The annual Tijuana Pride festivities take place on third Saturdays in June, with a parade beginning on Second Street near Avenida de los Ninos at 5pm, ending at Plaza Santa Cecilia. Lots of events follow at the bars. Gaytj.com has details, along with photos of recent celebrations.
No need to drive here from San Diego, Americans can park on their side, then walk across the border for a wild, all-night party. The San Diego Trolly also goes all the way to the San Ysidro Transit Center at the border. From here you can walk across. Staying within the “free zone” (the 20 kilometer border area) means you won't need to pay for a visa to enter Mexico, unless planning to stay longer than 7 consecutive days, but you still need to stop at the border to fill out the FMM paperwork. For those returning, US border patrol has been accepting state-issued IDs/ proof of citizenship for US citizens, but everyone is supposed to have a valid passport. By law American citizens cannot be denied entry, but in the current political climate having your passport could prevent delays. See DiscoverBaja concerning FMM Tourist permits. El Daily Post has news updates about the border region.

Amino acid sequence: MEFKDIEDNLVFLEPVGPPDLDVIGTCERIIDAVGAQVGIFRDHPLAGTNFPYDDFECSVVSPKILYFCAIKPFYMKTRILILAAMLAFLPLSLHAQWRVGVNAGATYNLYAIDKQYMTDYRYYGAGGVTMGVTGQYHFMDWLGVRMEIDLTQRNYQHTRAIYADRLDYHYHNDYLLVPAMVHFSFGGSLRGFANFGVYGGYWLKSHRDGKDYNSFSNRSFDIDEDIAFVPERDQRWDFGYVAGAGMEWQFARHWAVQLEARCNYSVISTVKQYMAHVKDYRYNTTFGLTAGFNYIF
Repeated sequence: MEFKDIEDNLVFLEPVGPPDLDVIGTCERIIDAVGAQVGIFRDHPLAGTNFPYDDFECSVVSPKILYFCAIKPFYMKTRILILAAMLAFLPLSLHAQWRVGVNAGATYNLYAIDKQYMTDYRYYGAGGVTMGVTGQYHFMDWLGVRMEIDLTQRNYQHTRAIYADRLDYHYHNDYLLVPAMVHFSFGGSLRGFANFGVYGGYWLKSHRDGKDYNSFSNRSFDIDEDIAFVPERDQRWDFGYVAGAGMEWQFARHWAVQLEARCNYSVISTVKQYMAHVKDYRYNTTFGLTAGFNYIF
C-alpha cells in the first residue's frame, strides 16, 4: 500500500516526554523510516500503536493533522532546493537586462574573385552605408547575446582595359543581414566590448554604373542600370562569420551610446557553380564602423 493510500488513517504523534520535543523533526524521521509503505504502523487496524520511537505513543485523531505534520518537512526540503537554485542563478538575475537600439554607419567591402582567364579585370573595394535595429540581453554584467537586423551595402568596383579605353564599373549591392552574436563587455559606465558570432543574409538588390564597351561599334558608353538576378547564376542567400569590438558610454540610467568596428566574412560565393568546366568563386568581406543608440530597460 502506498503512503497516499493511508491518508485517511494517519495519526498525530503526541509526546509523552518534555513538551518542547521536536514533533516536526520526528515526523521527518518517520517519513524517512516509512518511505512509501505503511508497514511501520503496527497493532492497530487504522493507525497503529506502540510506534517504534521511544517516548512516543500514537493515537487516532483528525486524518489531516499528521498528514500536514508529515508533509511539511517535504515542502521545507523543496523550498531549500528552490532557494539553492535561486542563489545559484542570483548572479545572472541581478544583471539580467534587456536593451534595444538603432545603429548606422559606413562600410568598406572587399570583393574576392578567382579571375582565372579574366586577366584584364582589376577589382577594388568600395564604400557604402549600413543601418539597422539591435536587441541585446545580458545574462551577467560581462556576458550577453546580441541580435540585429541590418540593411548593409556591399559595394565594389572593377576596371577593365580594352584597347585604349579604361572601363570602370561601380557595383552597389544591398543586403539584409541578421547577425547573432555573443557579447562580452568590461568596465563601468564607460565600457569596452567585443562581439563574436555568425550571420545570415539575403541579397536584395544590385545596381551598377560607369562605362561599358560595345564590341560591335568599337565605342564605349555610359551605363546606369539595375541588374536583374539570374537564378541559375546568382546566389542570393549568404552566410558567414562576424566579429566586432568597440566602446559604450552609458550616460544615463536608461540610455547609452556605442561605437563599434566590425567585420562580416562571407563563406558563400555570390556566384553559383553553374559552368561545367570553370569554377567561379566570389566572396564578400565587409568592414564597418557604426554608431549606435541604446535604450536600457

If you do drive, check with your insurance company first. If you need a rental car, do that on the Mexican side. For those flyng into the city, Tijuana Airport is a modern facility with connections to all parts of Mexico. There are also direct shuttle buses (that take priority bus lanes) between here and downtown San Diego for under $20.
Going solo too daunting? Get help from Turista Libre (Free Tourist) for an atypical day tour of Tijuana with an American expat who lives here. His caravan trounces around the city in search of things overlooked and underrated - sidestepping the stereotypes, and tourist traps. Each tour has a different theme, with lots to see -- after all, Tijuana is second in population only to LA on the Pacific Coast.
Once in Mexico, taxis are easy to find, and inexpensive for getting around town; but agree the price upfront before getting into the cab, and travel with companions whenever possible.